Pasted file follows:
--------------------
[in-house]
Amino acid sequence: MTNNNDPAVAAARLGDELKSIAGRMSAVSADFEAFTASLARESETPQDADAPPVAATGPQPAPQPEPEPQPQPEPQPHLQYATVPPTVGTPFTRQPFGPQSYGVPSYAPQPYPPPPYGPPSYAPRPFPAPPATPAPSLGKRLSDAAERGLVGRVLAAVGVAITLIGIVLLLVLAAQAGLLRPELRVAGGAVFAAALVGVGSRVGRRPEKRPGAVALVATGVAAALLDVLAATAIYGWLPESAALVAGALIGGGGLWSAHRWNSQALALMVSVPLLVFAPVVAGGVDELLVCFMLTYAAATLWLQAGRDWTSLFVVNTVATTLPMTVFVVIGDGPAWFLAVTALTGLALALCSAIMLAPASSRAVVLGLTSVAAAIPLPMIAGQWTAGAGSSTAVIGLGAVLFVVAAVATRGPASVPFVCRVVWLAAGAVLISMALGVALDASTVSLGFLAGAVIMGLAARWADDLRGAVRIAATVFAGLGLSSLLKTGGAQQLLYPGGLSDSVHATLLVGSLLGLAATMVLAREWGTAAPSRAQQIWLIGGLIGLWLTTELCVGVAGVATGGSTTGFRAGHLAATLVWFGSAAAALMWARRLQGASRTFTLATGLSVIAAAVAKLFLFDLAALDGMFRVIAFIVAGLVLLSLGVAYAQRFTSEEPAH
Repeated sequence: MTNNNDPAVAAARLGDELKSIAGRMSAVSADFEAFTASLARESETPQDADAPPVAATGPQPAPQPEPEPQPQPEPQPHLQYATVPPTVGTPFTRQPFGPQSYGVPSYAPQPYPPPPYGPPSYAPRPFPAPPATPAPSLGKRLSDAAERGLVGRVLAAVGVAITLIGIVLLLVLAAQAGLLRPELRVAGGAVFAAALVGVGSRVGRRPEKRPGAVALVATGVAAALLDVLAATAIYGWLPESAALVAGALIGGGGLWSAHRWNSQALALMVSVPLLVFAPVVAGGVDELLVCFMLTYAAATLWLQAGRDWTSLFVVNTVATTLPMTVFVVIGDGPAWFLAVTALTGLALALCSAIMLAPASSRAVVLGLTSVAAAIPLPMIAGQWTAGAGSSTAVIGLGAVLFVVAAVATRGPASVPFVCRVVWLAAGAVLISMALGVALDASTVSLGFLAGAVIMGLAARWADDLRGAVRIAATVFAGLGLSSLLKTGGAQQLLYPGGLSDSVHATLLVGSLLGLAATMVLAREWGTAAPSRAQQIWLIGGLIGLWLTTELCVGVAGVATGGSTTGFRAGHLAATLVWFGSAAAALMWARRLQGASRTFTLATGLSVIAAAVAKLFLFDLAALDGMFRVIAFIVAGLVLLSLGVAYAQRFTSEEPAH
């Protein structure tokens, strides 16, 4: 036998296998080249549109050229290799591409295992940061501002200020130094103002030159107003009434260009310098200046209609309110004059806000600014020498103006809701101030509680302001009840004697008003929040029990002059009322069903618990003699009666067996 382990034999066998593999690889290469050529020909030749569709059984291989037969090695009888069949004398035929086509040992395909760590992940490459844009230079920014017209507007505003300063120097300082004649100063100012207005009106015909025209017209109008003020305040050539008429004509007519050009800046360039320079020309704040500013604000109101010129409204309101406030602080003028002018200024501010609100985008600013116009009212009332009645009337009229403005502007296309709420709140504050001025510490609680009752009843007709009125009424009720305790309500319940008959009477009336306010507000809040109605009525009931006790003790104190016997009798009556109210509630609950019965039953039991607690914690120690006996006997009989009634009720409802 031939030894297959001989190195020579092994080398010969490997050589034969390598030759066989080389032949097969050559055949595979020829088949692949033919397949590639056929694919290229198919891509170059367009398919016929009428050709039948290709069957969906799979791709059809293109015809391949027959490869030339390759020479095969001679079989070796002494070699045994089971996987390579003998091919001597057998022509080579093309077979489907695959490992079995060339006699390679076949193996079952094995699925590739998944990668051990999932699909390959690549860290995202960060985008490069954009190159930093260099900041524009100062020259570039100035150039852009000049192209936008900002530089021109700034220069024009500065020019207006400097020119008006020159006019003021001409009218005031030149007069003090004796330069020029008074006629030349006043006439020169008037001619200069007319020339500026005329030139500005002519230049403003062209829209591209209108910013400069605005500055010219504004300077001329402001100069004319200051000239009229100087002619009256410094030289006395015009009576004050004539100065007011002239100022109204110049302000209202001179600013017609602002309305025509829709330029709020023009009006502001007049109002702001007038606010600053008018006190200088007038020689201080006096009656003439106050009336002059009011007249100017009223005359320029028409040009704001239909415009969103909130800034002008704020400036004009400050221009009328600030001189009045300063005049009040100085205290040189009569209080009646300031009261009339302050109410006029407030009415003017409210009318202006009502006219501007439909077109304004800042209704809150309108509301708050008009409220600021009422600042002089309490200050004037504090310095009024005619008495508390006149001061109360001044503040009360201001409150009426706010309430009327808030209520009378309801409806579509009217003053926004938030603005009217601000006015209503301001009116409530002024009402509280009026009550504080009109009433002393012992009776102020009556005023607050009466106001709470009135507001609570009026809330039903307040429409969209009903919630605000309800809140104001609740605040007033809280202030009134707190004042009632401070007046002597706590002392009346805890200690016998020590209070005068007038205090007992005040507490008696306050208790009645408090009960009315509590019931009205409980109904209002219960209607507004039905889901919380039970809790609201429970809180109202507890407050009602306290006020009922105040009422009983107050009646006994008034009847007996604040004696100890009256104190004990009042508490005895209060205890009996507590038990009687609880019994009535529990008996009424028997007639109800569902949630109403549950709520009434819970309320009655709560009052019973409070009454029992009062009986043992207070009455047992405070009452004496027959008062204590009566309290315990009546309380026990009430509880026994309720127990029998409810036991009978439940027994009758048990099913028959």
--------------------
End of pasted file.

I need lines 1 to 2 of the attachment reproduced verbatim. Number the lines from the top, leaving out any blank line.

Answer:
[in-house]
Amino acid sequence: MTNNNDPAVAAARLGDELKSIAGRMSAVSADFEAFTASLARESETPQDADAPPVAATGPQPAPQPEPEPQPQPEPQPHLQYATVPPTVGTPFTRQPFGPQSYGVPSYAPQPYPPPPYGPPSYAPRPFPAPPATPAPSLGKRLSDAAERGLVGRVLAAVGVAITLIGIVLLLVLAAQAGLLRPELRVAGGAVFAAALVGVGSRVGRRPEKRPGAVALVATGVAAALLDVLAATAIYGWLPESAALVAGALIGGGGLWSAHRWNSQALALMVSVPLLVFAPVVAGGVDELLVCFMLTYAAATLWLQAGRDWTSLFVVNTVATTLPMTVFVVIGDGPAWFLAVTALTGLALALCSAIMLAPASSRAVVLGLTSVAAAIPLPMIAGQWTAGAGSSTAVIGLGAVLFVVAAVATRGPASVPFVCRVVWLAAGAVLISMALGVALDASTVSLGFLAGAVIMGLAARWADDLRGAVRIAATVFAGLGLSSLLKTGGAQQLLYPGGLSDSVHATLLVGSLLGLAATMVLAREWGTAAPSRAQQIWLIGGLIGLWLTTELCVGVAGVATGGSTTGFRAGHLAATLVWFGSAAAALMWARRLQGASRTFTLATGLSVIAAAVAKLFLFDLAALDGMFRVIAFIVAGLVLLSLGVAYAQRFTSEEPAH